All Posts Tagged With: "Budget 2010"
Although Flaherty announces a scattering of new investments in research, his budget is underwhelming
After listening to governor general Michaëlle Jean deliver Wednesday’s Speech from the Throne, one would be forgiven for getting excited about a budget that promised to deliver new funds for research. “[The government] will expand the opportunities for our top graduates to pursue post-doctoral studies and to commercialize their ideas,” Jean said. “To fuel the ingenuity of Canada’s best and brightest and bring innovative products to market, our Government will build on the unprecedented investments in Canada’s Economic Action Plan by bolstering its Science and Technology Strategy.”
Sure, the government has aggressively directed funding at scientific, medical and technological research that have obvious economic or health benefits at the expense of basic and the “soft sciences,” but at least Prime Minister Stephen Harper and finance minister Jim Flaherty recognize that research is key in producing innovative ideas, bolstering the economy and creating jobs. Right?
But when Flaherty rose to speak in the House of Commons Thursday, his pledges in regard to research were, like the rest of the budget, underwhelming. The government announced a $32 million annual boost to the three research granting councils. However, considering that last year’s budget brought in a $43 million cut for 2010-11, they are still left $11 million short.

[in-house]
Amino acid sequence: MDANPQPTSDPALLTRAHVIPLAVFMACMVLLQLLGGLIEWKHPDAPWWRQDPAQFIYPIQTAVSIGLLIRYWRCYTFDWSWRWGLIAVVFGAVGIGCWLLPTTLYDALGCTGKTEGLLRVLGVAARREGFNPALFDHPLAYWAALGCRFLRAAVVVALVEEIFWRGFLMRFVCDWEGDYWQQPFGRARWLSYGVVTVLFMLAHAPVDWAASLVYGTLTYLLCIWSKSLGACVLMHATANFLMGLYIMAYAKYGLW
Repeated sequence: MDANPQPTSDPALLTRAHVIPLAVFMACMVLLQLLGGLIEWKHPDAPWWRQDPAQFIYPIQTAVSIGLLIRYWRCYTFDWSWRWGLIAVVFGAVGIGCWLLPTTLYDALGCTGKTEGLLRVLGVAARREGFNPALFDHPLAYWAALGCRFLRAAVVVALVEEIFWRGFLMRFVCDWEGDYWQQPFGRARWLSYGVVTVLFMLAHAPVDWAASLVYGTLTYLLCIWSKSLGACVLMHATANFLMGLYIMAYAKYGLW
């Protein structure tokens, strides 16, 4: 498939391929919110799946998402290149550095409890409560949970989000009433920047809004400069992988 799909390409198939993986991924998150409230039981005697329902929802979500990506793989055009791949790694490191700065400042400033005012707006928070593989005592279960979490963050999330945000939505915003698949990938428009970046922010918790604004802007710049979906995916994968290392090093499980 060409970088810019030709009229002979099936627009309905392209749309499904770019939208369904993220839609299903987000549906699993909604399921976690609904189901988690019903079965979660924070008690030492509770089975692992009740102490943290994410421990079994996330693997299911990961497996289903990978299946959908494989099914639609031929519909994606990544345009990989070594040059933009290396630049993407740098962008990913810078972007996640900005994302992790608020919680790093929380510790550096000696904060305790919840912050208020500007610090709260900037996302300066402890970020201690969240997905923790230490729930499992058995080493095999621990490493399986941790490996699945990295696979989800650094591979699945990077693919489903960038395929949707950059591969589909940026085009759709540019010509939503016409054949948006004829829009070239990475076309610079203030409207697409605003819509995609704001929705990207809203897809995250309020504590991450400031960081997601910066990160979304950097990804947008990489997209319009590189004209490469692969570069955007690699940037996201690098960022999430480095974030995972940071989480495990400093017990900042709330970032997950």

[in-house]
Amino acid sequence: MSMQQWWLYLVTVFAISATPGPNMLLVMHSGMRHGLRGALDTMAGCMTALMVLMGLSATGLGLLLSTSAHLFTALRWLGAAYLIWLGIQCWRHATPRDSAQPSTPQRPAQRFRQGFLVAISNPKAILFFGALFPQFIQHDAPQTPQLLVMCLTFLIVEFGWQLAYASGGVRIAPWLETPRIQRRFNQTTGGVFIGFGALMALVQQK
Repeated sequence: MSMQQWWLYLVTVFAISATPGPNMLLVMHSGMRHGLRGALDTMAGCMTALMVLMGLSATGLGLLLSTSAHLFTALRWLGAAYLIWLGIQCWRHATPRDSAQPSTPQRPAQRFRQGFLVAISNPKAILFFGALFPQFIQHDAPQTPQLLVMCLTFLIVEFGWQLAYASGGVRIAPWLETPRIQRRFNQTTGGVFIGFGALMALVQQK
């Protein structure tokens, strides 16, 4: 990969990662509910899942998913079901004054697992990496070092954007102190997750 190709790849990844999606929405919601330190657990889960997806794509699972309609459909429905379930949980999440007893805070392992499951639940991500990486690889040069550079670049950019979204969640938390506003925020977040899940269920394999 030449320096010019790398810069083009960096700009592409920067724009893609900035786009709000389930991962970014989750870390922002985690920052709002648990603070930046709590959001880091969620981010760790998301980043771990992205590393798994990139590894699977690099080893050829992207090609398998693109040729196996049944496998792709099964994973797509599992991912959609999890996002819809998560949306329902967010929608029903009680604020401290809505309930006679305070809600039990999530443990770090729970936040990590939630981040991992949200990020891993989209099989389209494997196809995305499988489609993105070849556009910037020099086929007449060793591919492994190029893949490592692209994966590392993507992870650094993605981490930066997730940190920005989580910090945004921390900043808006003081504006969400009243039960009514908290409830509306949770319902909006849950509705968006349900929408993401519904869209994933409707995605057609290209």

Similarly, Genome Canada—a non-profit set up by government to conduct leading research in genomics—received $75 million “to launch a new targeted research competition focused on forestry and the environment and sustain funding for the regional genomics innovation centres.” But lest we forget that this time last year Genome Canada was completely shut out of the 2009 budget, although it was expecting funding in the $120 million range. Three months after the funding announcement Genome Canada pulled out of a major Canadian-led program to map the genetic circuitry of stem cells.
The Throne Speech did accurately forecast the continued direction of the government’s approach to research; as has been typical in recent budgets, the so-called “hard sciences”—science, technology, engineering and medicine—are seen as the most important drivers of economic growth. The National Graduate Caucus of the Canadian Federation of Students strongly criticized this approach: “Despite a majority of graduate students being enrolled in the humanities and social sciences, this budget allocated a mere $3 million to the Social Sciences and Humanities Research Council (SSHRC), compared to $16 million for the Canadian Institutes of Health Research and $13-million to the Natural Sciences and Engineering Council,” it stated in a release.
“Innovation is at the heart of Canada’s future economic success. To meet its own goals the government needs to invest in the basic and curiosity-driven research that fuels the innovation engine,” spokesperson Andrea Balon said.
Graduate students are not the only ones making this argument. A report authored by Impact Group suggested that industries that rely primarily on social science and humanities knowledge account for 75 per cent of jobs in Canada, and that this research influences $389 billion in economic activity, close to the $400 billion from hard science industries.